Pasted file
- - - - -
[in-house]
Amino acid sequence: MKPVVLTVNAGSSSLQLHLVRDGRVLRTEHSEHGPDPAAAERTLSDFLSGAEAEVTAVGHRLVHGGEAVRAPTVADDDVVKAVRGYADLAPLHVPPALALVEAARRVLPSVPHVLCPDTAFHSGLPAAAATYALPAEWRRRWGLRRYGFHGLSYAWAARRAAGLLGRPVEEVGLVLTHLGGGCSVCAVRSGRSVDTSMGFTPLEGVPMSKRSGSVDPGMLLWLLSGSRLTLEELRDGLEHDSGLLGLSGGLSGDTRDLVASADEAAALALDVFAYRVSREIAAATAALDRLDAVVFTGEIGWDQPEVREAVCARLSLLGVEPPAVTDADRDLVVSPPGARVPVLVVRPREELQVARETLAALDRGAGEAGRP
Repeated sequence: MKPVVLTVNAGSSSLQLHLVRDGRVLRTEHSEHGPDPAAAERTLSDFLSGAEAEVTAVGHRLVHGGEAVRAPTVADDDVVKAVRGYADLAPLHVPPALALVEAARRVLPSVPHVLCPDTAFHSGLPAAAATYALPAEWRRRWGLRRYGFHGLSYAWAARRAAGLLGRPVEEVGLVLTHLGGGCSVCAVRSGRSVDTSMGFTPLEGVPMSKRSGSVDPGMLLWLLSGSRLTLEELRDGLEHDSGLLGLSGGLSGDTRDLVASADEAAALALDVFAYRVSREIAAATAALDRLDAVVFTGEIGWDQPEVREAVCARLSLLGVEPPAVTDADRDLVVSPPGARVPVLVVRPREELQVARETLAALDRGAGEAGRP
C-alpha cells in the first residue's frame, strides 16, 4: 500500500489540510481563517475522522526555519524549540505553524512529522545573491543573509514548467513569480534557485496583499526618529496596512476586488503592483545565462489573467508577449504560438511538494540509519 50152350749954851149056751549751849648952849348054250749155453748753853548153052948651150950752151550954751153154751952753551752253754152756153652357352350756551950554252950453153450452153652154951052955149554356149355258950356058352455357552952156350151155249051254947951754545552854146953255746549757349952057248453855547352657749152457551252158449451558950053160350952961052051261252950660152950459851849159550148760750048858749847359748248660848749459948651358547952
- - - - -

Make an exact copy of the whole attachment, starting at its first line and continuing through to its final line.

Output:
[in-house]
Amino acid sequence: MKPVVLTVNAGSSSLQLHLVRDGRVLRTEHSEHGPDPAAAERTLSDFLSGAEAEVTAVGHRLVHGGEAVRAPTVADDDVVKAVRGYADLAPLHVPPALALVEAARRVLPSVPHVLCPDTAFHSGLPAAAATYALPAEWRRRWGLRRYGFHGLSYAWAARRAAGLLGRPVEEVGLVLTHLGGGCSVCAVRSGRSVDTSMGFTPLEGVPMSKRSGSVDPGMLLWLLSGSRLTLEELRDGLEHDSGLLGLSGGLSGDTRDLVASADEAAALALDVFAYRVSREIAAATAALDRLDAVVFTGEIGWDQPEVREAVCARLSLLGVEPPAVTDADRDLVVSPPGARVPVLVVRPREELQVARETLAALDRGAGEAGRP
Repeated sequence: MKPVVLTVNAGSSSLQLHLVRDGRVLRTEHSEHGPDPAAAERTLSDFLSGAEAEVTAVGHRLVHGGEAVRAPTVADDDVVKAVRGYADLAPLHVPPALALVEAARRVLPSVPHVLCPDTAFHSGLPAAAATYALPAEWRRRWGLRRYGFHGLSYAWAARRAAGLLGRPVEEVGLVLTHLGGGCSVCAVRSGRSVDTSMGFTPLEGVPMSKRSGSVDPGMLLWLLSGSRLTLEELRDGLEHDSGLLGLSGGLSGDTRDLVASADEAAALALDVFAYRVSREIAAATAALDRLDAVVFTGEIGWDQPEVREAVCARLSLLGVEPPAVTDADRDLVVSPPGARVPVLVVRPREELQVARETLAALDRGAGEAGRP
C-alpha cells in the first residue's frame, strides 16, 4: 500500500489540510481563517475522522526555519524549540505553524512529522545573491543573509514548467513569480534557485496583499526618529496596512476586488503592483545565462489573467508577449504560438511538494540509519 50152350749954851149056751549751849648952849348054250749155453748753853548153052948651150950752151550954751153154751952753551752253754152756153652357352350756551950554252950453153450452153652154951052955149554356149355258950356058352455357552952156350151155249051254947951754545552854146953255746549757349952057248453855547352657749152457551252158449451558950053160350952961052051261252950660152950459851849159550148760750048858749847359748248660848749459948651358547952